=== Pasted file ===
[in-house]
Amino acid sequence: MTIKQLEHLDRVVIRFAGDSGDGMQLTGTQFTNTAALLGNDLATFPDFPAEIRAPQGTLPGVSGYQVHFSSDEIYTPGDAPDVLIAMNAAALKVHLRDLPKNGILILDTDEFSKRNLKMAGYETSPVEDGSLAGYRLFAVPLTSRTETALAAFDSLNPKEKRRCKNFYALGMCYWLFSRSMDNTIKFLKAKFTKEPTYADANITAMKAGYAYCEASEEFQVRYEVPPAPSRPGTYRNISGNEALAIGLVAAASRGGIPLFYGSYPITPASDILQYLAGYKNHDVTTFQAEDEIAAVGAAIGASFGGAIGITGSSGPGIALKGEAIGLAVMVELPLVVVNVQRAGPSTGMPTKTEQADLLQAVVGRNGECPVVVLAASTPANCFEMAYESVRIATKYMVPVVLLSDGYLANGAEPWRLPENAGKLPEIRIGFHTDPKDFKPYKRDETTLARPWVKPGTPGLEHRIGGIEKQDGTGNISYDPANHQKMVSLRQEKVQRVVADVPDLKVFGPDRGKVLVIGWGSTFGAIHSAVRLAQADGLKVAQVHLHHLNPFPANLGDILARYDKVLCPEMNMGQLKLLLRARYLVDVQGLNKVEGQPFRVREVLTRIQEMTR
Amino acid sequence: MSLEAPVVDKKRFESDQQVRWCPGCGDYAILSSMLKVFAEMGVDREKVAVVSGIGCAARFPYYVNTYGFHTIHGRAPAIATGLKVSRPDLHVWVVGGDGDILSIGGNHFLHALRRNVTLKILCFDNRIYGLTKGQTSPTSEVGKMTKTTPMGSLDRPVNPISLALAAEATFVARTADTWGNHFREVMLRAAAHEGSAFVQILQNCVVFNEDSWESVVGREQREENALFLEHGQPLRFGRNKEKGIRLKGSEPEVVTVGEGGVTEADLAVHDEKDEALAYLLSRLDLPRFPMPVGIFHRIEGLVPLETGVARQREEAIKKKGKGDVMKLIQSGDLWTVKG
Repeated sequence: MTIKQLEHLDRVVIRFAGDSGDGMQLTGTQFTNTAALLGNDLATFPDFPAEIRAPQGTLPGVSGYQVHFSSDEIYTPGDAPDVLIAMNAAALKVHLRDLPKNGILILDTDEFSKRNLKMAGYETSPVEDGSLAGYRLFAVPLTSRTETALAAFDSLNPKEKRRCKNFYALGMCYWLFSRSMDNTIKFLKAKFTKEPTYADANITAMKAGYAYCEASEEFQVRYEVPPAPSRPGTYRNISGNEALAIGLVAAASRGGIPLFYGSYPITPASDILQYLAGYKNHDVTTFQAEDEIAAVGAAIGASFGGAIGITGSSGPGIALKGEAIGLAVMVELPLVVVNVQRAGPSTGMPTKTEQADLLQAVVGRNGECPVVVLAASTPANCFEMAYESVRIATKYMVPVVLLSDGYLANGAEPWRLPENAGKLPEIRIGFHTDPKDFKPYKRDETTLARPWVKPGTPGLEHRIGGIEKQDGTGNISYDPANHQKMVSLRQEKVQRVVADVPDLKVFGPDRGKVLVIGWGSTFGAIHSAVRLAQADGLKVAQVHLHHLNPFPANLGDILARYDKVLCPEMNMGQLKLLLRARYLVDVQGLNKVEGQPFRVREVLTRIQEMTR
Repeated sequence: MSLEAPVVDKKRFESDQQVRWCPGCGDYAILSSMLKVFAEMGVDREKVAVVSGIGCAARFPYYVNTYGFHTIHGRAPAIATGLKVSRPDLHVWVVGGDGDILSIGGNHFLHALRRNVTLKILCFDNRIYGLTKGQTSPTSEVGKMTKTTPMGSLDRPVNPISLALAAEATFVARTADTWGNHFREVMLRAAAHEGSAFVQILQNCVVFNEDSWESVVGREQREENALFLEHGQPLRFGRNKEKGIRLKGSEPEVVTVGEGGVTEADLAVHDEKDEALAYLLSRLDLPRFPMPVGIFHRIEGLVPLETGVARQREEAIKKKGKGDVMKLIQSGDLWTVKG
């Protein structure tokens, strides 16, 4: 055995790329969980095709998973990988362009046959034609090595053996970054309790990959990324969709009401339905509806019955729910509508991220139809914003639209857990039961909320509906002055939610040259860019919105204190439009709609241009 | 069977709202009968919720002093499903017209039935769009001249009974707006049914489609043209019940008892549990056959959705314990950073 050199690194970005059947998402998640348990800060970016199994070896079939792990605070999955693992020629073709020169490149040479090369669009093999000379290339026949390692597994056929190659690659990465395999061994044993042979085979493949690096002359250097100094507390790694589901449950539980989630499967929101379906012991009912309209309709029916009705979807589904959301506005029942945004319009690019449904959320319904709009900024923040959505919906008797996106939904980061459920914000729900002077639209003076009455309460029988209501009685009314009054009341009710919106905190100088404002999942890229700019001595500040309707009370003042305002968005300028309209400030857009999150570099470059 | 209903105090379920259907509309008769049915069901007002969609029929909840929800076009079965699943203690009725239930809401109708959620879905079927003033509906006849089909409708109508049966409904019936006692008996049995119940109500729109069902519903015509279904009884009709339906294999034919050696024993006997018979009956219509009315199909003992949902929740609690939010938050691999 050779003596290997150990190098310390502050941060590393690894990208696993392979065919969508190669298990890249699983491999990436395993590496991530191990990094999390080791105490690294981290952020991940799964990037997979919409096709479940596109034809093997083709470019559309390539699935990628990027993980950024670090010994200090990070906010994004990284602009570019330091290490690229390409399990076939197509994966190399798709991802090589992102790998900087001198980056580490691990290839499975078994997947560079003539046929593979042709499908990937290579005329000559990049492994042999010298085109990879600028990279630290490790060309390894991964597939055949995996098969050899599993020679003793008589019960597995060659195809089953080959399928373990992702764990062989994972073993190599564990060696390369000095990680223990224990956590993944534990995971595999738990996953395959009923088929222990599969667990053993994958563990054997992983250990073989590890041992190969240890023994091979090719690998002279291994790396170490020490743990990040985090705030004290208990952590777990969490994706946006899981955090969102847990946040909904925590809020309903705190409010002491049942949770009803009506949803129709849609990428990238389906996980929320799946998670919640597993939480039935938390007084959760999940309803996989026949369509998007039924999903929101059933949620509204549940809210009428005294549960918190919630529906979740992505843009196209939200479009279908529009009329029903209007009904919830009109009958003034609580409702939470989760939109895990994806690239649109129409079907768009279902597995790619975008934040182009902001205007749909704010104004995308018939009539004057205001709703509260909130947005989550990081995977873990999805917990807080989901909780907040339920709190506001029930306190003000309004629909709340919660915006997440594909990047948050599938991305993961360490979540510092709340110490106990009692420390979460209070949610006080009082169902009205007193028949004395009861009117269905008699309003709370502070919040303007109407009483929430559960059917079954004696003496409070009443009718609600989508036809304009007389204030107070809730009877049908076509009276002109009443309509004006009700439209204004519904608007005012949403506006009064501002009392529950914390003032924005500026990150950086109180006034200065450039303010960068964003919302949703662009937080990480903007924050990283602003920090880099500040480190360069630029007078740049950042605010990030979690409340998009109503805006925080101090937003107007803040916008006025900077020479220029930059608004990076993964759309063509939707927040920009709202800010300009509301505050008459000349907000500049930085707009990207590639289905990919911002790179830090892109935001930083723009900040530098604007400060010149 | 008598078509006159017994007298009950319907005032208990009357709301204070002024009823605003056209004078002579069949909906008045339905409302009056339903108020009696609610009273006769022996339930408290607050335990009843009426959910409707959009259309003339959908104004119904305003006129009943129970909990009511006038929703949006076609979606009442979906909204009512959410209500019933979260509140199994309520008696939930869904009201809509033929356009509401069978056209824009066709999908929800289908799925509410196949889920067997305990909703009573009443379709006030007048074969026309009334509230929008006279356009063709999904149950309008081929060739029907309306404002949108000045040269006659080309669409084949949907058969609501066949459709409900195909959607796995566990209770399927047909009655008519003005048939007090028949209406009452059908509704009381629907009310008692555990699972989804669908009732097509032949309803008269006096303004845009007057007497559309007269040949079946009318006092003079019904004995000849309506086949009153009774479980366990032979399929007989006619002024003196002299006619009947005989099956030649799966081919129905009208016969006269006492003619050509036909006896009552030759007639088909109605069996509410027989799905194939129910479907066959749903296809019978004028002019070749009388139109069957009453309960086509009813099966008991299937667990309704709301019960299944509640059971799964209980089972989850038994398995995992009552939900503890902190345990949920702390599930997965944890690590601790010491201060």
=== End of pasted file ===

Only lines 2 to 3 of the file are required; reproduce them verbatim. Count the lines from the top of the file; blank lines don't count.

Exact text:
Amino acid sequence: MTIKQLEHLDRVVIRFAGDSGDGMQLTGTQFTNTAALLGNDLATFPDFPAEIRAPQGTLPGVSGYQVHFSSDEIYTPGDAPDVLIAMNAAALKVHLRDLPKNGILILDTDEFSKRNLKMAGYETSPVEDGSLAGYRLFAVPLTSRTETALAAFDSLNPKEKRRCKNFYALGMCYWLFSRSMDNTIKFLKAKFTKEPTYADANITAMKAGYAYCEASEEFQVRYEVPPAPSRPGTYRNISGNEALAIGLVAAASRGGIPLFYGSYPITPASDILQYLAGYKNHDVTTFQAEDEIAAVGAAIGASFGGAIGITGSSGPGIALKGEAIGLAVMVELPLVVVNVQRAGPSTGMPTKTEQADLLQAVVGRNGECPVVVLAASTPANCFEMAYESVRIATKYMVPVVLLSDGYLANGAEPWRLPENAGKLPEIRIGFHTDPKDFKPYKRDETTLARPWVKPGTPGLEHRIGGIEKQDGTGNISYDPANHQKMVSLRQEKVQRVVADVPDLKVFGPDRGKVLVIGWGSTFGAIHSAVRLAQADGLKVAQVHLHHLNPFPANLGDILARYDKVLCPEMNMGQLKLLLRARYLVDVQGLNKVEGQPFRVREVLTRIQEMTR
Amino acid sequence: MSLEAPVVDKKRFESDQQVRWCPGCGDYAILSSMLKVFAEMGVDREKVAVVSGIGCAARFPYYVNTYGFHTIHGRAPAIATGLKVSRPDLHVWVVGGDGDILSIGGNHFLHALRRNVTLKILCFDNRIYGLTKGQTSPTSEVGKMTKTTPMGSLDRPVNPISLALAAEATFVARTADTWGNHFREVMLRAAAHEGSAFVQILQNCVVFNEDSWESVVGREQREENALFLEHGQPLRFGRNKEKGIRLKGSEPEVVTVGEGGVTEADLAVHDEKDEALAYLLSRLDLPRFPMPVGIFHRIEGLVPLETGVARQREEAIKKKGKGDVMKLIQSGDLWTVKG